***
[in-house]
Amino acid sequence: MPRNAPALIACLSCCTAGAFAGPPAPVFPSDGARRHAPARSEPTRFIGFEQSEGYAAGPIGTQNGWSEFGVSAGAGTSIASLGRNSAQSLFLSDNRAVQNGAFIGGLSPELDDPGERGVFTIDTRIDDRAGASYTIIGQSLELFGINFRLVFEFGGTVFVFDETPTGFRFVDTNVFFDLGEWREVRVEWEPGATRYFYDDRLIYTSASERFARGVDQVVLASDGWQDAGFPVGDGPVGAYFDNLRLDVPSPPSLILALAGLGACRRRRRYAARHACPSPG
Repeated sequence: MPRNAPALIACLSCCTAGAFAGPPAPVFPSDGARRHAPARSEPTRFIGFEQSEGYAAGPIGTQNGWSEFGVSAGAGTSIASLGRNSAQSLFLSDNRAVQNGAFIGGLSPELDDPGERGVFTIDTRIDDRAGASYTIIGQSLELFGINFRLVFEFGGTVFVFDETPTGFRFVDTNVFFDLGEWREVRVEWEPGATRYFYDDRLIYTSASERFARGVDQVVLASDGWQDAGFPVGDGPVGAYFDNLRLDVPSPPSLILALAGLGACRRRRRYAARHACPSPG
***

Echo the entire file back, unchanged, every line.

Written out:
[in-house]
Amino acid sequence: MPRNAPALIACLSCCTAGAFAGPPAPVFPSDGARRHAPARSEPTRFIGFEQSEGYAAGPIGTQNGWSEFGVSAGAGTSIASLGRNSAQSLFLSDNRAVQNGAFIGGLSPELDDPGERGVFTIDTRIDDRAGASYTIIGQSLELFGINFRLVFEFGGTVFVFDETPTGFRFVDTNVFFDLGEWREVRVEWEPGATRYFYDDRLIYTSASERFARGVDQVVLASDGWQDAGFPVGDGPVGAYFDNLRLDVPSPPSLILALAGLGACRRRRRYAARHACPSPG
Repeated sequence: MPRNAPALIACLSCCTAGAFAGPPAPVFPSDGARRHAPARSEPTRFIGFEQSEGYAAGPIGTQNGWSEFGVSAGAGTSIASLGRNSAQSLFLSDNRAVQNGAFIGGLSPELDDPGERGVFTIDTRIDDRAGASYTIIGQSLELFGINFRLVFEFGGTVFVFDETPTGFRFVDTNVFFDLGEWREVRVEWEPGATRYFYDDRLIYTSASERFARGVDQVVLASDGWQDAGFPVGDGPVGAYFDNLRLDVPSPPSLILALAGLGACRRRRRYAARHACPSPG